Israeli Company Plans to Land 'Hopping' Spacecraft on Moon in 2019

Israeli nonprofit SpaceIL announced on Tuesday that it would land an unmanned spacecraft on the moon in February 2019.

Ido Anteby, CEO of the company, told a press conference in the Israeli city of Yehud that the probe would be launched from Cape Canaveral, Florida, aboard a SpaceX Falcon 9 rocket in December this year.

If successful, it will be the smallest probe to ever land on the moon, Anteby said, while also being the first privately funded unmanned spacecraft to achieve this goal.

It will also make Israel part of an exclusive club of just three countries—the United States, the Soviet Union and China—that have successfully completed a controlled landing on the moon's surface.

The spacecraft measures about 6.6 feet in diameter and stands around 5 feet high. At launch it will weigh roughly 1,300 pounds, although more than 880 pounds of that is fuel, which will be burned off before it reaches its final destination.

Once it touches down on the lunar surface, it will plant an Israeli flag and begin conducting research into the magnetic field of the Earth's only natural satellite.

The probe will move around via a "hopping" technique that will enable it to jump to other locations 1,640 feet away using a built-in propulsion system.

"As soon as the spacecraft reaches the landing point, it will be completely autonomous," Anteby said at the press conference, The Times of Israel reported. "The motor will brake the craft, and it will reach the ground at zero speed for a soft landing."

SpaceIL, in collaboration with the state-run Israel Aerospace Industries (IAI), began working on the spacecraft as part of the Google Lunar X PRIZE, which offered a total of $30 million in prizes to "challenge and inspire engineers, entrepreneurs and innovators from around the world to develop low-cost methods of robotic space exploration."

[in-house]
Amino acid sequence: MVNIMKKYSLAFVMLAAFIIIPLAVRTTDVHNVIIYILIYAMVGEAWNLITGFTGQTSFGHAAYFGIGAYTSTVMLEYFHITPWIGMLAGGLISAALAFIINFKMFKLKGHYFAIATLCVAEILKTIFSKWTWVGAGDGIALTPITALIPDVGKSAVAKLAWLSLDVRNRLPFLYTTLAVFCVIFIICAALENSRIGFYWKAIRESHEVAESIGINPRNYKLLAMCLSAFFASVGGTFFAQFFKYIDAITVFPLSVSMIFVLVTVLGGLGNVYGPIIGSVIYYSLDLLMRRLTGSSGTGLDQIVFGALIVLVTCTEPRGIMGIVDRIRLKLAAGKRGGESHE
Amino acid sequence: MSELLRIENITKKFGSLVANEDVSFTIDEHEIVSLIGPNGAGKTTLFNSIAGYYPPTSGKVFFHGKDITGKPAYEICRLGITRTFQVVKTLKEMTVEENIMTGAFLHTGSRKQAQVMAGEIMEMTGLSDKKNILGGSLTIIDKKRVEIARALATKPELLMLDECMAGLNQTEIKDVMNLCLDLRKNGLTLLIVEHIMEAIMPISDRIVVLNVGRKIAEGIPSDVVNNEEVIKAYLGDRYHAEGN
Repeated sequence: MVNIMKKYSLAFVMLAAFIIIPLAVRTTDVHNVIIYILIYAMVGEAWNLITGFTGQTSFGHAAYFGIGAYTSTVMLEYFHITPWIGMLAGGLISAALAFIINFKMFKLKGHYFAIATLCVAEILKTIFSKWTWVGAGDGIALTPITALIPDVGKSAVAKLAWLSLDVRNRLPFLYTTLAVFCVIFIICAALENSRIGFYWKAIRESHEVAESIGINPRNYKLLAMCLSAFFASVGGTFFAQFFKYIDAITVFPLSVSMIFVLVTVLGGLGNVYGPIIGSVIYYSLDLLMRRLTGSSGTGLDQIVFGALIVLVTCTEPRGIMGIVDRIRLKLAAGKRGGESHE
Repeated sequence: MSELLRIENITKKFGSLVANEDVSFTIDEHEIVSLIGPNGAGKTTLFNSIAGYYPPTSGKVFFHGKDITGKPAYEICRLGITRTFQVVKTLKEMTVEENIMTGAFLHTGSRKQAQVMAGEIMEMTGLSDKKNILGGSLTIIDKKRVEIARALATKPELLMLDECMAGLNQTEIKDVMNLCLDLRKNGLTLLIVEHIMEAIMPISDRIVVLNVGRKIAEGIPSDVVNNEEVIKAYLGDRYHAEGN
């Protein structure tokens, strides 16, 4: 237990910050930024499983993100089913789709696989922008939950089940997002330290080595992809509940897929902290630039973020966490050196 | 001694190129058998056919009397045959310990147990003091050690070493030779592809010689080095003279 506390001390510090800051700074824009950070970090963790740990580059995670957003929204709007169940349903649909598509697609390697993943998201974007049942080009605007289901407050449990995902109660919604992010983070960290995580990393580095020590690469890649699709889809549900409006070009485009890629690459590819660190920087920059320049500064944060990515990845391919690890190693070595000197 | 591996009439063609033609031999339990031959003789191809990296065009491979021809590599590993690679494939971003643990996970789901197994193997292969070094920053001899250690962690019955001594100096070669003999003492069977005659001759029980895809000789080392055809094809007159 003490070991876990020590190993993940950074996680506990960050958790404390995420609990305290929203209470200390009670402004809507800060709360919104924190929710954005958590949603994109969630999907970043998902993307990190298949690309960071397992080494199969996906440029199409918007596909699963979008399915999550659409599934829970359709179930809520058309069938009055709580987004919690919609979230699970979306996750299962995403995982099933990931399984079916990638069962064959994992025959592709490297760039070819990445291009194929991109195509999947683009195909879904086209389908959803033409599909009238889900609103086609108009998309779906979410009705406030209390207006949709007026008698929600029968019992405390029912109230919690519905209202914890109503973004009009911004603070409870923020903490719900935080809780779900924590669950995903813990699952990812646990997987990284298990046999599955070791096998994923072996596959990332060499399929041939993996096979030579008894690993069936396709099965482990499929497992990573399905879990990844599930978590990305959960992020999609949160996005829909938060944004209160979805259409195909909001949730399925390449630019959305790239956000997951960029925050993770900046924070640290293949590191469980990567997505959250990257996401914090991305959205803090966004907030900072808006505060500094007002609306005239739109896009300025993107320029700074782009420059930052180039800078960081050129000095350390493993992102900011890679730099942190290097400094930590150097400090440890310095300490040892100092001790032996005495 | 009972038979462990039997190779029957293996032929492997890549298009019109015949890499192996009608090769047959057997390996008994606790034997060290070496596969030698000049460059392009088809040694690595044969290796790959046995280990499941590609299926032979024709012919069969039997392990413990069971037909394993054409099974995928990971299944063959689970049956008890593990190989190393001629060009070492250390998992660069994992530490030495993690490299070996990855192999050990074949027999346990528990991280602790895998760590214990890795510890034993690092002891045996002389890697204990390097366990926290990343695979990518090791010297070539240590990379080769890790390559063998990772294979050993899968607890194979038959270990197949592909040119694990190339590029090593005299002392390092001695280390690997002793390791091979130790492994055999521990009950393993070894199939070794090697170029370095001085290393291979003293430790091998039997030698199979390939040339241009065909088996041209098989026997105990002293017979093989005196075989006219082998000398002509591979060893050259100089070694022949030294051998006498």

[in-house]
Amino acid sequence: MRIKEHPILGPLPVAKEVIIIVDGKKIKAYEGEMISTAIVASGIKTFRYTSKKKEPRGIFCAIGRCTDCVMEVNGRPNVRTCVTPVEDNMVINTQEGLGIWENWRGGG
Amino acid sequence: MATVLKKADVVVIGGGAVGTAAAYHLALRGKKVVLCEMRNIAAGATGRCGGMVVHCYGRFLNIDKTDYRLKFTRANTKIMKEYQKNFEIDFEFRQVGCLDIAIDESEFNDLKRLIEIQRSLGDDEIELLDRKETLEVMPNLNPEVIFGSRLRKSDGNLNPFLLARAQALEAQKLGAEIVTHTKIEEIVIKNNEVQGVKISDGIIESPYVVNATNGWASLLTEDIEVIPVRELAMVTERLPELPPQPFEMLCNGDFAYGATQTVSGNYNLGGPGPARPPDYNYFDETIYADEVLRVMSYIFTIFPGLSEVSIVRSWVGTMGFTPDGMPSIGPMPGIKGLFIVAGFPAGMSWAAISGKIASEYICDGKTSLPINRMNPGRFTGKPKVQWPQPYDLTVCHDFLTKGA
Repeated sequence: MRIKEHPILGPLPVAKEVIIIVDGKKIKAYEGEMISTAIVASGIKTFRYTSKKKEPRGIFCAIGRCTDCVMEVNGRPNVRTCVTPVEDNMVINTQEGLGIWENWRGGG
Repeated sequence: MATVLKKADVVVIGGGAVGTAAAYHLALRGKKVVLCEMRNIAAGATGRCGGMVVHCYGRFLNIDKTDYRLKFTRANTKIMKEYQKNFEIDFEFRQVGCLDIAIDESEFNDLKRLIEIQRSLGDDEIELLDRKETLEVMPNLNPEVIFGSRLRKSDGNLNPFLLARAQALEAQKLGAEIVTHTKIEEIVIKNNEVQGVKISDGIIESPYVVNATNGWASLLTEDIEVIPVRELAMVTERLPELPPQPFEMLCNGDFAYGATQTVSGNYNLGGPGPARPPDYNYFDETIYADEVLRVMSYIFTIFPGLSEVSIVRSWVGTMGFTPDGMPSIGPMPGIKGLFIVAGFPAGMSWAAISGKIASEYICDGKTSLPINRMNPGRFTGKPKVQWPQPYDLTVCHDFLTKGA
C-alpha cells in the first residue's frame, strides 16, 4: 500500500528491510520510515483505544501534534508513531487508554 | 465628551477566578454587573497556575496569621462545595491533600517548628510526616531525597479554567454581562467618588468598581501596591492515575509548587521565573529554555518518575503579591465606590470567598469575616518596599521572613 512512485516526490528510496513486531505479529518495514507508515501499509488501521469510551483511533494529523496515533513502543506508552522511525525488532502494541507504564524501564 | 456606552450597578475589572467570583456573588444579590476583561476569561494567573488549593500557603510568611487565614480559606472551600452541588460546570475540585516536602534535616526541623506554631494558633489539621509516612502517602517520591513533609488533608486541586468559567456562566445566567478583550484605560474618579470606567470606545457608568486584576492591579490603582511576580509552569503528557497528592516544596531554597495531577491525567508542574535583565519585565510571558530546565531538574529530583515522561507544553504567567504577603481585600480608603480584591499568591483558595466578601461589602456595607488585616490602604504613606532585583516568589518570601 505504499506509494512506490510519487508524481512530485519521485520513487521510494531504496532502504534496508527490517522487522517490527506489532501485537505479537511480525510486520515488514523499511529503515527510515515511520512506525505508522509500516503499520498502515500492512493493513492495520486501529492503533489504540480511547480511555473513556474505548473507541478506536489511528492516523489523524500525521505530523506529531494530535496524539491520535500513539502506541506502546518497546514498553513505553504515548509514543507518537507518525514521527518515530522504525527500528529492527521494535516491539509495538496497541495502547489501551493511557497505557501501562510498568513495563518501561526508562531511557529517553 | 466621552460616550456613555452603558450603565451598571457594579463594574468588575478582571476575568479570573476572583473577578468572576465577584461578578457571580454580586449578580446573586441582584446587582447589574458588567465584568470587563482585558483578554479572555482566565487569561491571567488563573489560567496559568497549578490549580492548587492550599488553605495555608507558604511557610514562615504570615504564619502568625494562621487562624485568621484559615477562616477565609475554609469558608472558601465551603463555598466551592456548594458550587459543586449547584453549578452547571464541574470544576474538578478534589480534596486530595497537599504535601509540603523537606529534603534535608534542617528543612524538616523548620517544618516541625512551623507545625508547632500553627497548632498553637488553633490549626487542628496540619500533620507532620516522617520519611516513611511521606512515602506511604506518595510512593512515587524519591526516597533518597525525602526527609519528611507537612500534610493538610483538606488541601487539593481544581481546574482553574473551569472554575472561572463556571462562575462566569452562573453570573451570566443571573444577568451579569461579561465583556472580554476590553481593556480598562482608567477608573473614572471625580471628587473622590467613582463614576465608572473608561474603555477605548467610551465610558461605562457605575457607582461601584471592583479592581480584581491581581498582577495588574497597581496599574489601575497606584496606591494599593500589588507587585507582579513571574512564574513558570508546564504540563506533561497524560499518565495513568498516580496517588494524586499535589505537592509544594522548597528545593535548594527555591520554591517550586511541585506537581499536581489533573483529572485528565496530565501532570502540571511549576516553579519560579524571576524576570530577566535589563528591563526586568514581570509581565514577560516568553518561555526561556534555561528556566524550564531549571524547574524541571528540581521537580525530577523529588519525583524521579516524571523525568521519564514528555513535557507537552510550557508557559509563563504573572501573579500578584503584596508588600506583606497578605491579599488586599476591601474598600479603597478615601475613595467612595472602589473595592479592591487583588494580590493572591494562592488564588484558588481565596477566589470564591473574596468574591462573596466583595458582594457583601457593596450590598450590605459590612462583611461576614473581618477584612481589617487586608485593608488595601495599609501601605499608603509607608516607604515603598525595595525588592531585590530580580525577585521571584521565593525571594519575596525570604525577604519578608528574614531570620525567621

To win, a privately funded team had to be the first to successfully land a spacecraft on the moon's surface, travel 500 meters and transmit high-definition video and images back to Earth. However, Google announced in March that the competition had expired, with the $20 million grand prize remaining unclaimed.

But even though the contest was scrapped, SpaceIL and IAI continued to develop their spacecraft with the help of funding from private donors. In total, the project has cost around $95 million to date, with much of this covered by South African-born Israeli billionaire and entrepreneur Morris Kahn.

Ido Anteby, SpaceIL's CEO, stands in front of an unmanned spacecraft in Yahud, Israel, on July 10. An Israeli team plans to land the probe on the moon next February. REUTERS/Ronen Zvulun

It is hoped that the mission will demonstrate that a spacecraft can be sent to the moon at low cost while inspiring scientific curiosity among young Israelis, much like the 1969 moon landing did in the United States.

"We're trying to replicate the Apollo effect in the U.S.," Kahn said, according to Agence France-Presse. "If we're going to continue being the startup country, we've got to get engineers."